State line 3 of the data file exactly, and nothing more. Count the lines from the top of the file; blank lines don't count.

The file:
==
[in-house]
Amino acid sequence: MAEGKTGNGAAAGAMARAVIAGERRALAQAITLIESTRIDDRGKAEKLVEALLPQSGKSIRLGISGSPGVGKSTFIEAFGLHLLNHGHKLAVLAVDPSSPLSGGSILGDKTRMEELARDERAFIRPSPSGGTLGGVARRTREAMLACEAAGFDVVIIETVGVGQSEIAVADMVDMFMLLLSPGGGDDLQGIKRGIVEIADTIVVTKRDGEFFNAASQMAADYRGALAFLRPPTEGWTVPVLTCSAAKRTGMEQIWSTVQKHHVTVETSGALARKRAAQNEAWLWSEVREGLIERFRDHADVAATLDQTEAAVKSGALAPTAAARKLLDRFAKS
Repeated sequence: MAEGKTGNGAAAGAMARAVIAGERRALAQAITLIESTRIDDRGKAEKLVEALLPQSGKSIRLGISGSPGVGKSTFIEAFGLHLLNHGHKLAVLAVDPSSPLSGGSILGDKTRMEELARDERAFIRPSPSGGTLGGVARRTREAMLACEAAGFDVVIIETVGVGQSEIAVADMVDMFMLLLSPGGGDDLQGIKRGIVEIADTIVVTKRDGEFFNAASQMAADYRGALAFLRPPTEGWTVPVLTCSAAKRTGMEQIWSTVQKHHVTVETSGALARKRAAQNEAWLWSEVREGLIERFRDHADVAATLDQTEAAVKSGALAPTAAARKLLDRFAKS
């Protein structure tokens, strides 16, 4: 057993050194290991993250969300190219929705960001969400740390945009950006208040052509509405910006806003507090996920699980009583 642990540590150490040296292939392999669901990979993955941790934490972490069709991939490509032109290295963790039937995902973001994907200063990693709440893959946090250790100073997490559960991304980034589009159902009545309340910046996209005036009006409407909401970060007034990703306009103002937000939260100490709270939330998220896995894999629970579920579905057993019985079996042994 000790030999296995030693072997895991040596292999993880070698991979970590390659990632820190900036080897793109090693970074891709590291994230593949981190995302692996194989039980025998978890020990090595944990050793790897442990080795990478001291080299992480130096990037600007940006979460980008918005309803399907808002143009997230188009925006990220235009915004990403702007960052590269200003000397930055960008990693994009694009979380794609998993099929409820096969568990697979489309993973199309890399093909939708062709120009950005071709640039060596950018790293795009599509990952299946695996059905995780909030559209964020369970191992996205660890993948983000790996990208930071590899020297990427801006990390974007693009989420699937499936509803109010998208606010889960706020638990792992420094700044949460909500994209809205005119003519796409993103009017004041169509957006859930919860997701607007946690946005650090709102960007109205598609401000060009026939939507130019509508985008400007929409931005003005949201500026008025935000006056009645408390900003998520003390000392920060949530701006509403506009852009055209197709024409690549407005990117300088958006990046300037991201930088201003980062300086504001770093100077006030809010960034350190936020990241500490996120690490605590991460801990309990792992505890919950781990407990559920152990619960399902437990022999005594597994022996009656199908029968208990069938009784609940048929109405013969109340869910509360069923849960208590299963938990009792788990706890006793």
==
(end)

Repeated sequence: MAEGKTGNGAAAGAMARAVIAGERRALAQAITLIESTRIDDRGKAEKLVEALLPQSGKSIRLGISGSPGVGKSTFIEAFGLHLLNHGHKLAVLAVDPSSPLSGGSILGDKTRMEELARDERAFIRPSPSGGTLGGVARRTREAMLACEAAGFDVVIIETVGVGQSEIAVADMVDMFMLLLSPGGGDDLQGIKRGIVEIADTIVVTKRDGEFFNAASQMAADYRGALAFLRPPTEGWTVPVLTCSAAKRTGMEQIWSTVQKHHVTVETSGALARKRAAQNEAWLWSEVREGLIERFRDHADVAATLDQTEAAVKSGALAPTAAARKLLDRFAKS